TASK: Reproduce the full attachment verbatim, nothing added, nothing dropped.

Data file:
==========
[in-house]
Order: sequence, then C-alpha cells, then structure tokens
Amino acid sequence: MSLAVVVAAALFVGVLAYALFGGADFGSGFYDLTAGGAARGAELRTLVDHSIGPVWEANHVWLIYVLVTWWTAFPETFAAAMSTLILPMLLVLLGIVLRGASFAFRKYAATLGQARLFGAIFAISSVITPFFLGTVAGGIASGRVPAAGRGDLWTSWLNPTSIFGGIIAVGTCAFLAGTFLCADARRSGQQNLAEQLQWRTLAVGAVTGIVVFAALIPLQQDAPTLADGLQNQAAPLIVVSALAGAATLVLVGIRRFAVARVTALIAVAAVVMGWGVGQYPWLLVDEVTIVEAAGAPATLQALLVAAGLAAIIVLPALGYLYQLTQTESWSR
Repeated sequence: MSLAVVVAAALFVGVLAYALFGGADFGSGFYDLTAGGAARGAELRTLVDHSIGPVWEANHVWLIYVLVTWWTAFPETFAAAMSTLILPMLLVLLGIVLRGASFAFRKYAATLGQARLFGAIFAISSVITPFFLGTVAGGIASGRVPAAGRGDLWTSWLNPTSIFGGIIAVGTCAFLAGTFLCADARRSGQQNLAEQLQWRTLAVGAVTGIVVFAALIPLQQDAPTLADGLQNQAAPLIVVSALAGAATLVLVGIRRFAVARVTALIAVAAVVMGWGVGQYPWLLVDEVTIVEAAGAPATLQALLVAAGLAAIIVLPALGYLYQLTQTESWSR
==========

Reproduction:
[in-house]
Order: sequence, then C-alpha cells, then structure tokens
Amino acid sequence: MSLAVVVAAALFVGVLAYALFGGADFGSGFYDLTAGGAARGAELRTLVDHSIGPVWEANHVWLIYVLVTWWTAFPETFAAAMSTLILPMLLVLLGIVLRGASFAFRKYAATLGQARLFGAIFAISSVITPFFLGTVAGGIASGRVPAAGRGDLWTSWLNPTSIFGGIIAVGTCAFLAGTFLCADARRSGQQNLAEQLQWRTLAVGAVTGIVVFAALIPLQQDAPTLADGLQNQAAPLIVVSALAGAATLVLVGIRRFAVARVTALIAVAAVVMGWGVGQYPWLLVDEVTIVEAAGAPATLQALLVAAGLAAIIVLPALGYLYQLTQTESWSR
Repeated sequence: MSLAVVVAAALFVGVLAYALFGGADFGSGFYDLTAGGAARGAELRTLVDHSIGPVWEANHVWLIYVLVTWWTAFPETFAAAMSTLILPMLLVLLGIVLRGASFAFRKYAATLGQARLFGAIFAISSVITPFFLGTVAGGIASGRVPAAGRGDLWTSWLNPTSIFGGIIAVGTCAFLAGTFLCADARRSGQQNLAEQLQWRTLAVGAVTGIVVFAALIPLQQDAPTLADGLQNQAAPLIVVSALAGAATLVLVGIRRFAVARVTALIAVAAVVMGWGVGQYPWLLVDEVTIVEAAGAPATLQALLVAAGLAAIIVLPALGYLYQLTQTESWSR